May 2024 Award Winner

Abigail Flynt, Head Start Teacher for 3- and 4-year-olds at Johnston Elementary School

Abigail has brown hair and glasses and is wearing a black t-shirt with a flannel long-sleeved shirt over it. They're standing outside on a playground with a jungle gym and trees in the background. They're smiling at the camera.

Abigail’s former co-teacher Lindsey nominated them for this award, explaining, “Abigail puts their heart and soul into educating children and offering support to the families.” Abigail has been an early educator for three years and their passion and expertise really shine. We asked about their favorite classroom activities with their students and Abigail told us, “I love making messes with kids doing art. I have a paint stain on these jeans because on Tuesday a bunch of my kids were being overly energetic and breaking things. And I said, ‘Hey guys, I see you have big feelings and you want to make a mess. Let’s do it together.’ And so we got out a giant bucket of paint and I let them put their feet and hands in it. They made a giant feelings mural out of all of the colors that they were feeling. Then we talk about colors and different emotions that we’ve assigned to them. I really love that because kids need channels for their very big emotions. It’s empowering and healing, and we build relationships with that because they know that I see what they need. I love our projects!”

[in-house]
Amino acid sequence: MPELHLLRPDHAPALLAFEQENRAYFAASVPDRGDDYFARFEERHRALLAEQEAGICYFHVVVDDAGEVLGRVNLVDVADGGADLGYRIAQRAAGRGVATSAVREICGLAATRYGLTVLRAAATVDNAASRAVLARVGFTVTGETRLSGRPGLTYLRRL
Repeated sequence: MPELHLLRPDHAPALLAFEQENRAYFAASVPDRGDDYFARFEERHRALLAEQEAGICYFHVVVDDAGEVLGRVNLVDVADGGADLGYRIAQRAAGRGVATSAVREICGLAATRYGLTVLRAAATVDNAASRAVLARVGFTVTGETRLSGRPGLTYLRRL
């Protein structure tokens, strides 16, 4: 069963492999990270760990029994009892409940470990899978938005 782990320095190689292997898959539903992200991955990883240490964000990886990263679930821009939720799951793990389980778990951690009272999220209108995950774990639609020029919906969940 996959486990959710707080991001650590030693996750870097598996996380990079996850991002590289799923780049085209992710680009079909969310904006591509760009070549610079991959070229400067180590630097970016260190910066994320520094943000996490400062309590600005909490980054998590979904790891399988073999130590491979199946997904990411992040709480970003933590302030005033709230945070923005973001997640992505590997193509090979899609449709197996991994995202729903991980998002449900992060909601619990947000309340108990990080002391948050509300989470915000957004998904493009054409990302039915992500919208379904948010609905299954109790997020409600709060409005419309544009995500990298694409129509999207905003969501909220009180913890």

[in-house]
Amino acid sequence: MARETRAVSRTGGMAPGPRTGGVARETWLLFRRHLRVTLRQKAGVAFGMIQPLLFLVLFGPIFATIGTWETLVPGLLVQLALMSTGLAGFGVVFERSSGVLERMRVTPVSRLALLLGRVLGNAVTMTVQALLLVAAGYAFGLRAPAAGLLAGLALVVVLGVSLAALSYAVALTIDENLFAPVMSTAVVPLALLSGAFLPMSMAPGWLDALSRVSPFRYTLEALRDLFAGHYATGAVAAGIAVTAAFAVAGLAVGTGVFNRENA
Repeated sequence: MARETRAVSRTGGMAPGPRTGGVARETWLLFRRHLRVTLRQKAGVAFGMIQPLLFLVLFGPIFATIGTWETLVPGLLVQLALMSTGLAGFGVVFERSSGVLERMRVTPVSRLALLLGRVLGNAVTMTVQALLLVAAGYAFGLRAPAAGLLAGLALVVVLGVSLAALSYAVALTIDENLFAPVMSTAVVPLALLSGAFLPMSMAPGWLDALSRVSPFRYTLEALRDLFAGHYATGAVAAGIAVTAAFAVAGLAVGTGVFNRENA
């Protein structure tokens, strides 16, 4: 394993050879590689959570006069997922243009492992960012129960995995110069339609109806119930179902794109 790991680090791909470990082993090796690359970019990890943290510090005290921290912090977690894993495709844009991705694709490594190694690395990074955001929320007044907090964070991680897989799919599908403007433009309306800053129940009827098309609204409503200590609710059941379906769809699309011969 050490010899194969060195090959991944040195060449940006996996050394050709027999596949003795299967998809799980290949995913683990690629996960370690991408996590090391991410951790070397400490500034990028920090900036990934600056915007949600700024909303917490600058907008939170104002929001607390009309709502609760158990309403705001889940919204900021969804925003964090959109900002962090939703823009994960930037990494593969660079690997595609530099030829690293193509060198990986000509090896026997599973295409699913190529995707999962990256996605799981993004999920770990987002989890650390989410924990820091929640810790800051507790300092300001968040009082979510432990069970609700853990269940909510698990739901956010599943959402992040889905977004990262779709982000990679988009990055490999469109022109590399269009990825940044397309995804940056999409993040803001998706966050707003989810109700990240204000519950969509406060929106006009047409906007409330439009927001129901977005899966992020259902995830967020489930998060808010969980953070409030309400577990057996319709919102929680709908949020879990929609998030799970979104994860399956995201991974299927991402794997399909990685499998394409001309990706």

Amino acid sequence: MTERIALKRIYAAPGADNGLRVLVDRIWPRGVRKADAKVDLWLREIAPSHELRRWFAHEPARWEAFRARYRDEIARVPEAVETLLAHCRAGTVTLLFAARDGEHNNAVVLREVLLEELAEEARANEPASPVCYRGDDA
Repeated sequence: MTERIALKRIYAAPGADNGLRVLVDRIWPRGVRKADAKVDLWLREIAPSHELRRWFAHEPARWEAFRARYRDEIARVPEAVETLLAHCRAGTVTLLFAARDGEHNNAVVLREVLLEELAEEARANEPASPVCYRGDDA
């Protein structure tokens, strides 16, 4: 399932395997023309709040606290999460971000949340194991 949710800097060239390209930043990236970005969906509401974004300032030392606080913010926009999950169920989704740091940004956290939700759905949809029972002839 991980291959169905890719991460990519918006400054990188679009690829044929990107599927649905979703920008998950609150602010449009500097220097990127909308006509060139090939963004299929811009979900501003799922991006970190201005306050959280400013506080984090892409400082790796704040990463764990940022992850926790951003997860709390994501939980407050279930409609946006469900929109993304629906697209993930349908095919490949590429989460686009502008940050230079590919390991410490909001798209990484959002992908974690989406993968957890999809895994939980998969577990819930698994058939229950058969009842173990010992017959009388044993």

Abigail is pursuing a Master’s in Education in Leadership, Policy, and Advocacy. They’re passionate about early education because “statistically speaking, children who participate in high-quality early care programs are more likely to be successful members of society. They are 70% less likely to be arrested for a violent crime before the age of 18 and they are over 73% more likely to graduate from college. The emotional intelligence we foster in early care programs heals generational trauma, gets parents back into the work force, and empowers families for success in their future. I come back every day because I get to invest in the future of our children and our country, and I feel very fortunate to do so.” Congrats Abigail! We applaud the wonderful work you do to shape children’s lives!

April 2024 Award Winner

Ella Reid, Preschool Teacher in a Two-Year-Old Classroom at Verner Center for Early Learning

Three blonde-haired toddlers are painting outside on a playground. They're wearing brightly-colored smocks and painting in shades of brown on a table. Their teacher, Ella, is sitting behind them and helping them paint while holding a toy care. Ella is white, her hair is blonde with patches dyed purple, she's wearing glasses and a pink t-shirt.

According to Ashley Parks, Teacher Residency Director at Verner, Ella brings her infectious energy to everything she does: mentoring a teacher-in-training, explaining the diapering and toileting procedure to a toddler for the 454th time in a day, or inviting families to take part in the life of the classroom. She honors each child’s family by featuring a photo of them. She skillfully supports students who are neurodiverse and have autism, learning disabilities, or sensory processing issues.